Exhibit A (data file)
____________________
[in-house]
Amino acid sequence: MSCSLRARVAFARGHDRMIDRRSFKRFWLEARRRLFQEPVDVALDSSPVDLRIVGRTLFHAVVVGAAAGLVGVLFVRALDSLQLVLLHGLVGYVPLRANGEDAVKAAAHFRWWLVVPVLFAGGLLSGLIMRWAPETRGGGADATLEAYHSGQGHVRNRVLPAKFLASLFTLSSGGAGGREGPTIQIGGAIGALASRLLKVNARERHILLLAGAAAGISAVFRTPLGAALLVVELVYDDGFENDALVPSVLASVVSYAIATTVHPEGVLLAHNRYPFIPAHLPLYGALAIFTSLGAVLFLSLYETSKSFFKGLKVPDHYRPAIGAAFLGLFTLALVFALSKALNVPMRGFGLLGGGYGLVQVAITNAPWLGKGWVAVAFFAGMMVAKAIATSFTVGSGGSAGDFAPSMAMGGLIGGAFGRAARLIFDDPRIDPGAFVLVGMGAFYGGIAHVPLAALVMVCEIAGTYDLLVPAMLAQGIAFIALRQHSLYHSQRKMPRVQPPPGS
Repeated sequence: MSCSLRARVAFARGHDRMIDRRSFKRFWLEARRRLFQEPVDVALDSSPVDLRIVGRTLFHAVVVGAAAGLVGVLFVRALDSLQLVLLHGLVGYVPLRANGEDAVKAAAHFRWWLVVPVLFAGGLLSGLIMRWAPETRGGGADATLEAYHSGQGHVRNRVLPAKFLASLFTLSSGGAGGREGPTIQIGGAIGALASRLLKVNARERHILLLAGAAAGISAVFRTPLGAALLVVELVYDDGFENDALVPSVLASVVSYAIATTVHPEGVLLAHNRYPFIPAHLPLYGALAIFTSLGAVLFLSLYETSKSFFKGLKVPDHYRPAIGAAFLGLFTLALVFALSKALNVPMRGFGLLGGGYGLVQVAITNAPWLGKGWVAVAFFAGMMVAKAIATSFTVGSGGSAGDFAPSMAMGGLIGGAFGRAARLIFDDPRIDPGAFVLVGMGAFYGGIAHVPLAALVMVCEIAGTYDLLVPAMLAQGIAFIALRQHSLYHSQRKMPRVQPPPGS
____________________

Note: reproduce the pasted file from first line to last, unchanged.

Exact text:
[in-house]
Amino acid sequence: MSCSLRARVAFARGHDRMIDRRSFKRFWLEARRRLFQEPVDVALDSSPVDLRIVGRTLFHAVVVGAAAGLVGVLFVRALDSLQLVLLHGLVGYVPLRANGEDAVKAAAHFRWWLVVPVLFAGGLLSGLIMRWAPETRGGGADATLEAYHSGQGHVRNRVLPAKFLASLFTLSSGGAGGREGPTIQIGGAIGALASRLLKVNARERHILLLAGAAAGISAVFRTPLGAALLVVELVYDDGFENDALVPSVLASVVSYAIATTVHPEGVLLAHNRYPFIPAHLPLYGALAIFTSLGAVLFLSLYETSKSFFKGLKVPDHYRPAIGAAFLGLFTLALVFALSKALNVPMRGFGLLGGGYGLVQVAITNAPWLGKGWVAVAFFAGMMVAKAIATSFTVGSGGSAGDFAPSMAMGGLIGGAFGRAARLIFDDPRIDPGAFVLVGMGAFYGGIAHVPLAALVMVCEIAGTYDLLVPAMLAQGIAFIALRQHSLYHSQRKMPRVQPPPGS
Repeated sequence: MSCSLRARVAFARGHDRMIDRRSFKRFWLEARRRLFQEPVDVALDSSPVDLRIVGRTLFHAVVVGAAAGLVGVLFVRALDSLQLVLLHGLVGYVPLRANGEDAVKAAAHFRWWLVVPVLFAGGLLSGLIMRWAPETRGGGADATLEAYHSGQGHVRNRVLPAKFLASLFTLSSGGAGGREGPTIQIGGAIGALASRLLKVNARERHILLLAGAAAGISAVFRTPLGAALLVVELVYDDGFENDALVPSVLASVVSYAIATTVHPEGVLLAHNRYPFIPAHLPLYGALAIFTSLGAVLFLSLYETSKSFFKGLKVPDHYRPAIGAAFLGLFTLALVFALSKALNVPMRGFGLLGGGYGLVQVAITNAPWLGKGWVAVAFFAGMMVAKAIATSFTVGSGGSAGDFAPSMAMGGLIGGAFGRAARLIFDDPRIDPGAFVLVGMGAFYGGIAHVPLAALVMVCEIAGTYDLLVPAMLAQGIAFIALRQHSLYHSQRKMPRVQPPPGS